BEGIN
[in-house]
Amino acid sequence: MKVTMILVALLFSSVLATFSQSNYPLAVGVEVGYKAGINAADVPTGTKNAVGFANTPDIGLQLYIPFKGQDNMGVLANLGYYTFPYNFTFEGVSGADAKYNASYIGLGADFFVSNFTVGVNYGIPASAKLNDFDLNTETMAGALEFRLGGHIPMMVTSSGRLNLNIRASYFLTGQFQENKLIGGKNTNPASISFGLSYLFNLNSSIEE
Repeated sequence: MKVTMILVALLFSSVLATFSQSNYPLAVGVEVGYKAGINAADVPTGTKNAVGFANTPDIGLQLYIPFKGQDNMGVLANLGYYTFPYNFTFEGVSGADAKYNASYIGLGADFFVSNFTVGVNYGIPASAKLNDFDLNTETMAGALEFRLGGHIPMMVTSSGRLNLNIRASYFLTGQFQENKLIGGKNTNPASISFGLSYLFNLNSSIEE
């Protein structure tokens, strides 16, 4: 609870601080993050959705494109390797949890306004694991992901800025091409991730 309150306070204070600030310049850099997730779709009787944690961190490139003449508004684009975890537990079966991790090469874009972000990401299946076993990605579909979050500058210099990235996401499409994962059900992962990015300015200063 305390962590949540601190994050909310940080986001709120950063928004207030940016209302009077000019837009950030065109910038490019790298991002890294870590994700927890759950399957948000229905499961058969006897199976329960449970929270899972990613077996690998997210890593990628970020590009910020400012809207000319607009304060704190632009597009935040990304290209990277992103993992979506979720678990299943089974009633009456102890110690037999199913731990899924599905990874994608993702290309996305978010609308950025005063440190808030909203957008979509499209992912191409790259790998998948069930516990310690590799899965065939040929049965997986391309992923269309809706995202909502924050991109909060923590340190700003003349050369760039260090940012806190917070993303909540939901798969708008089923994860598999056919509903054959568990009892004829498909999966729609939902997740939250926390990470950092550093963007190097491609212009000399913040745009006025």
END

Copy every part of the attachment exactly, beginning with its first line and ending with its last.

[in-house]
Amino acid sequence: MKVTMILVALLFSSVLATFSQSNYPLAVGVEVGYKAGINAADVPTGTKNAVGFANTPDIGLQLYIPFKGQDNMGVLANLGYYTFPYNFTFEGVSGADAKYNASYIGLGADFFVSNFTVGVNYGIPASAKLNDFDLNTETMAGALEFRLGGHIPMMVTSSGRLNLNIRASYFLTGQFQENKLIGGKNTNPASISFGLSYLFNLNSSIEE
Repeated sequence: MKVTMILVALLFSSVLATFSQSNYPLAVGVEVGYKAGINAADVPTGTKNAVGFANTPDIGLQLYIPFKGQDNMGVLANLGYYTFPYNFTFEGVSGADAKYNASYIGLGADFFVSNFTVGVNYGIPASAKLNDFDLNTETMAGALEFRLGGHIPMMVTSSGRLNLNIRASYFLTGQFQENKLIGGKNTNPASISFGLSYLFNLNSSIEE
């Protein structure tokens, strides 16, 4: 609870601080993050959705494109390797949890306004694991992901800025091409991730 309150306070204070600030310049850099997730779709009787944690961190490139003449508004684009975890537990079966991790090469874009972000990401299946076993990605579909979050500058210099990235996401499409994962059900992962990015300015200063 305390962590949540601190994050909310940080986001709120950063928004207030940016209302009077000019837009950030065109910038490019790298991002890294870590994700927890759950399957948000229905499961058969006897199976329960449970929270899972990613077996690998997210890593990628970020590009910020400012809207000319607009304060704190632009597009935040990304290209990277992103993992979506979720678990299943089974009633009456102890110690037999199913731990899924599905990874994608993702290309996305978010609308950025005063440190808030909203957008979509499209992912191409790259790998998948069930516990310690590799899965065939040929049965997986391309992923269309809706995202909502924050991109909060923590340190700003003349050369760039260090940012806190917070993303909540939901798969708008089923994860598999056919509903054959568990009892004829498909999966729609939902997740939250926390990470950092550093963007190097491609212009000399913040745009006025």